Figure 1
Discriminant Validity of Global Physical Health- Average General Factor Score, Pain and Fatigue Sub-scores by Gross Motor Severity
Figure 2
Discriminant Validity of Global Physical Health- Average General Factor Score, Pain and Fatigue Sub-scores by Type of CP

We also compared the general factor and content sub-scores from the bi-factor MIRT model with fixed slopes to two concurrent measures, namely the PODCI and PedsQL-CP. The general factor score (r = 0.54 and the fatigue score (r = 0.46) were correlated moderately with summary scores from the PODCI comfort (pain) scale. As expected, the pain sub-score was correlated with the PODCI comfort (pain) scale (r = 0.63). The general factor score was correlated with the PedsQL-CP total score (r = −0.75). The fatigue sub-score was correlated with the PedsQL-CP fatigue items (r = −0.68) and the pain sub-score was correlated with the PedsQL-CP pain items (r = −0.65). The negative correlations reflect that the higher scores on the PedsQL-CP indicate more problems, while the higher scores on the global physical health scores indicate higher levels of physical health. A full correlation matrix is presented in Table 4.

Table 4
Concurrent Validity (PedsQL-CP and PODCI vs Global Physical Health Summary Scores)

CAT simulations

As reported in Table 5, the scores from the 10- and 15-item simulation CAT were quite similar to those for the full item bank score. Even the 5-item CAT scores had fairly high correlations (r = 0.885 – 0.912) with the item bank scores. Note though that these results are somewhat biased because of the inclusion of items used in the CATs come directly from in the item bank as well. Normally the bias would be quite small in these types of studies, but in this study, the item bank itself had only 37 items. We suspect, as in other studies, a CAT of 10 to 15 items would be necessary to replicate scores from a much larger item bank than was used in this study. We also found that the 10- and 15-item CAT versions had only slightly decreased discriminatory power as compared to the full set of items to differentiate across CP gross motor severity levels and across types of CP. The discrimination lost appreciable accuracy in the 5-item CATs. See Table 6.

Table 5
Pearson Correlations between Global Physical Health Estimated Scores Generated by CAT Program and Scores from Full Item Bank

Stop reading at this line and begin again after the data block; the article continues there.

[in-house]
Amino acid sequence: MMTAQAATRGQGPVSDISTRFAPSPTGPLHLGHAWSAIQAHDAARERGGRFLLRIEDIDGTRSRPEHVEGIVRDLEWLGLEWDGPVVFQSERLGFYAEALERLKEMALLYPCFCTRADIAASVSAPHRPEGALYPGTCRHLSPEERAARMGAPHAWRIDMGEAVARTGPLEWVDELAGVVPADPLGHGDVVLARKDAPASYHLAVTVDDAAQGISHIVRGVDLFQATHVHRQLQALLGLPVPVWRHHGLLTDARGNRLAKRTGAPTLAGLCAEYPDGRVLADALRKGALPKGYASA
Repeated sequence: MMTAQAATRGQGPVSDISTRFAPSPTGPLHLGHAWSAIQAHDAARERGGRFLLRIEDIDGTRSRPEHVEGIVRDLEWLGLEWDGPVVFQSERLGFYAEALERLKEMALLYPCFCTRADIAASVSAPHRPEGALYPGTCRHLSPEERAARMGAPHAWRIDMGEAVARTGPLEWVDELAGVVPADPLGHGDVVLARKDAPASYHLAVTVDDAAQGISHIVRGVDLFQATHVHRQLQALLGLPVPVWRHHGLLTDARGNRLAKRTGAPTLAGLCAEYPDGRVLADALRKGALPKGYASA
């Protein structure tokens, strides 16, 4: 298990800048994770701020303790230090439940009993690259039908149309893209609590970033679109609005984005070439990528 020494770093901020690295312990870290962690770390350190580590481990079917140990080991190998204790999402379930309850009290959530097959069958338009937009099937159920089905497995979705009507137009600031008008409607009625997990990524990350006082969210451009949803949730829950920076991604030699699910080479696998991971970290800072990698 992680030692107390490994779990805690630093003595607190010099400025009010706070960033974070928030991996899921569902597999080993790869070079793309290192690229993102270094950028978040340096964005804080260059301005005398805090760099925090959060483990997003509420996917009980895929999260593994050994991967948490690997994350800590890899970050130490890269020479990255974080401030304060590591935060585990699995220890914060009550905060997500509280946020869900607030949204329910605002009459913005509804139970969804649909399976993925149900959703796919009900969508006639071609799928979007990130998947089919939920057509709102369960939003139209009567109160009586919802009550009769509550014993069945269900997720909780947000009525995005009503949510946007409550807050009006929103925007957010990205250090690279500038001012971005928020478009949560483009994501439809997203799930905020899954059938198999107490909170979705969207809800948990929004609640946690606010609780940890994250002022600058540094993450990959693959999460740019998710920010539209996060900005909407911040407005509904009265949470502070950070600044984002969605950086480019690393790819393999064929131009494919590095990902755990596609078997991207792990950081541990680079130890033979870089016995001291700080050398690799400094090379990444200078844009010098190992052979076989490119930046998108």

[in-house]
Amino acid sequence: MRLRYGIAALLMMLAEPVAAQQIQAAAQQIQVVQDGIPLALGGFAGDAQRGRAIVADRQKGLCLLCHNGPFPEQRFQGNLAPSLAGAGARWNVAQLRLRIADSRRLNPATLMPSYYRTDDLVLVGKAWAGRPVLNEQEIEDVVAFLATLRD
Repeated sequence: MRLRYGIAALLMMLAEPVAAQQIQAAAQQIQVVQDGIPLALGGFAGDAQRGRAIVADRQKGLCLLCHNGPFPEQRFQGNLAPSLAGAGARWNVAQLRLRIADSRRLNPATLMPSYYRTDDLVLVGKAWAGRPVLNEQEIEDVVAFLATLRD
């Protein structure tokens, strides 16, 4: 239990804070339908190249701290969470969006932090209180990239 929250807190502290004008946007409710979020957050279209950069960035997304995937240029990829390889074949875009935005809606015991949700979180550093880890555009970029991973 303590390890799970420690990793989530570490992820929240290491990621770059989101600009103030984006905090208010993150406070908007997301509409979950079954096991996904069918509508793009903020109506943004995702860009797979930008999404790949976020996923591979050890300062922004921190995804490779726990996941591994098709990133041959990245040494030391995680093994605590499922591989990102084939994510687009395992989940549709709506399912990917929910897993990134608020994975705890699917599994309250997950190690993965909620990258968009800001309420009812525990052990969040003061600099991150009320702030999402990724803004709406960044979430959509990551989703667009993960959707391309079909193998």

Table 6
Comparisons of Validity Tests using Relative Efficiency between Scores from Full item Bank and CATs


The assessment of general physical health, including components of pain and fatigue, are key components of an overall health and functional evaluation for children with CP [41, 42] undergoing surgical or other interventions. The results of this study suggest that a global physical health scale with three generated person scores might provide a uniform assessment approach for children with CP across a wide age range, types and across multiple levels of severity. An advantage of the CAT format over more traditional fixed forms is that more content becomes available to a child in the new measure (17 fatigue items, 13 pain items) than in most Quality of life measures that are limited to 3–5 items per scale.

The bi-factor model was useful in this study, as we combined similar, but apparently distinct constructs of global physical health in one set of items. Based on the confirmatory factor analysis results, we found that this set of items had better fit with a bi-factor model than a more commonly used unidimentional model, and had better fit than a two-factor model. Even when non-pain and non-fatigue items were removed from the 2-factor solution, the bi-factor model with fixed slope still had better fit than the 2-factor model. In this situation, most of the items were correlated with the general factor and one of two content factors (pain and fatigue). For the pain items, the correlation was greater within the pain scale than the general factor, indicating the appropriateness of the bi-factor model. The potential advantage of using the bi-factor MIRT model was to not only generate general factor scores, but also to create sub-scores on the two content domains. Use of the bi-factor MIRT model has not been commonly addressed in health care applications, but can have immediate clinical appeal.